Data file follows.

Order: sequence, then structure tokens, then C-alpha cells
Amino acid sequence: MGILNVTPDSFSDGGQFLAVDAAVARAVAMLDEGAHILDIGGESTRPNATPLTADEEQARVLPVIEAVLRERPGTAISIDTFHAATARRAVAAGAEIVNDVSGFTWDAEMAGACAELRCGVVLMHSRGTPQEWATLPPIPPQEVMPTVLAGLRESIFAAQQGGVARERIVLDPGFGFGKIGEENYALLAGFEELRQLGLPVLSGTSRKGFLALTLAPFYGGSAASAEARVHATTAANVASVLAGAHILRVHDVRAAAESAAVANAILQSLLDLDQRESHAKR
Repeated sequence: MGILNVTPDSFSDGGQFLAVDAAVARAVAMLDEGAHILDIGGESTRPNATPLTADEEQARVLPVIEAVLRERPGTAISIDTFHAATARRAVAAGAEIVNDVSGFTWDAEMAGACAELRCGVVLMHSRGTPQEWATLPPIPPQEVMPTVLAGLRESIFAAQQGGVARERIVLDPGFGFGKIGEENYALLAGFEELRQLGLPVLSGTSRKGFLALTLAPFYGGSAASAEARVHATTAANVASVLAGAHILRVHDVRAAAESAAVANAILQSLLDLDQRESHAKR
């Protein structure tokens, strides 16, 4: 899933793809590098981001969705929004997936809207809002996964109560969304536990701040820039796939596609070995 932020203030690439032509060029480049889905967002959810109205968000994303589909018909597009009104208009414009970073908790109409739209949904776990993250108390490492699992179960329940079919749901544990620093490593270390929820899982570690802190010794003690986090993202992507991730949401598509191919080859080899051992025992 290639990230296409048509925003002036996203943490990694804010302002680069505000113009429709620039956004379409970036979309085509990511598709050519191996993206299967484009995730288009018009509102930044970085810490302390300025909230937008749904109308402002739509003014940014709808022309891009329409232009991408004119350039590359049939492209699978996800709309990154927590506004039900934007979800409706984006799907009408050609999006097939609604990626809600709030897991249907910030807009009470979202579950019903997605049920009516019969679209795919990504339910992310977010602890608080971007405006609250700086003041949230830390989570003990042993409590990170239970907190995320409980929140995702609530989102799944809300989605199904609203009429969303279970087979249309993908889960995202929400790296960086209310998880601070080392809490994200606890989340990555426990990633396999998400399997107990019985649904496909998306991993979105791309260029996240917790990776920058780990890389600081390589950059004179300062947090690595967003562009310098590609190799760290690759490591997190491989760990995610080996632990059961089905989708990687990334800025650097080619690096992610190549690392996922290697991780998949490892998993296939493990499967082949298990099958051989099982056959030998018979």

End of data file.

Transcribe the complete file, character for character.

Order: sequence, then structure tokens, then C-alpha cells
Amino acid sequence: MGILNVTPDSFSDGGQFLAVDAAVARAVAMLDEGAHILDIGGESTRPNATPLTADEEQARVLPVIEAVLRERPGTAISIDTFHAATARRAVAAGAEIVNDVSGFTWDAEMAGACAELRCGVVLMHSRGTPQEWATLPPIPPQEVMPTVLAGLRESIFAAQQGGVARERIVLDPGFGFGKIGEENYALLAGFEELRQLGLPVLSGTSRKGFLALTLAPFYGGSAASAEARVHATTAANVASVLAGAHILRVHDVRAAAESAAVANAILQSLLDLDQRESHAKR
Repeated sequence: MGILNVTPDSFSDGGQFLAVDAAVARAVAMLDEGAHILDIGGESTRPNATPLTADEEQARVLPVIEAVLRERPGTAISIDTFHAATARRAVAAGAEIVNDVSGFTWDAEMAGACAELRCGVVLMHSRGTPQEWATLPPIPPQEVMPTVLAGLRESIFAAQQGGVARERIVLDPGFGFGKIGEENYALLAGFEELRQLGLPVLSGTSRKGFLALTLAPFYGGSAASAEARVHATTAANVASVLAGAHILRVHDVRAAAESAAVANAILQSLLDLDQRESHAKR
């Protein structure tokens, strides 16, 4: 899933793809590098981001969705929004997936809207809002996964109560969304536990701040820039796939596609070995 932020203030690439032509060029480049889905967002959810109205968000994303589909018909597009009104208009414009970073908790109409739209949904776990993250108390490492699992179960329940079919749901544990620093490593270390929820899982570690802190010794003690986090993202992507991730949401598509191919080859080899051992025992 290639990230296409048509925003002036996203943490990694804010302002680069505000113009429709620039956004379409970036979309085509990511598709050519191996993206299967484009995730288009018009509102930044970085810490302390300025909230937008749904109308402002739509003014940014709808022309891009329409232009991408004119350039590359049939492209699978996800709309990154927590506004039900934007979800409706984006799907009408050609999006097939609604990626809600709030897991249907910030807009009470979202579950019903997605049920009516019969679209795919990504339910992310977010602890608080971007405006609250700086003041949230830390989570003990042993409590990170239970907190995320409980929140995702609530989102799944809300989605199904609203009429969303279970087979249309993908889960995202929400790296960086209310998880601070080392809490994200606890989340990555426990990633396999998400399997107990019985649904496909998306991993979105791309260029996240917790990776920058780990890389600081390589950059004179300062947090690595967003562009310098590609190799760290690759490591997190491989760990995610080996632990059961089905989708990687990334800025650097080619690096992610190549690392996922290697991780998949490892998993296939493990499967082949298990099958051989099982056959030998018979």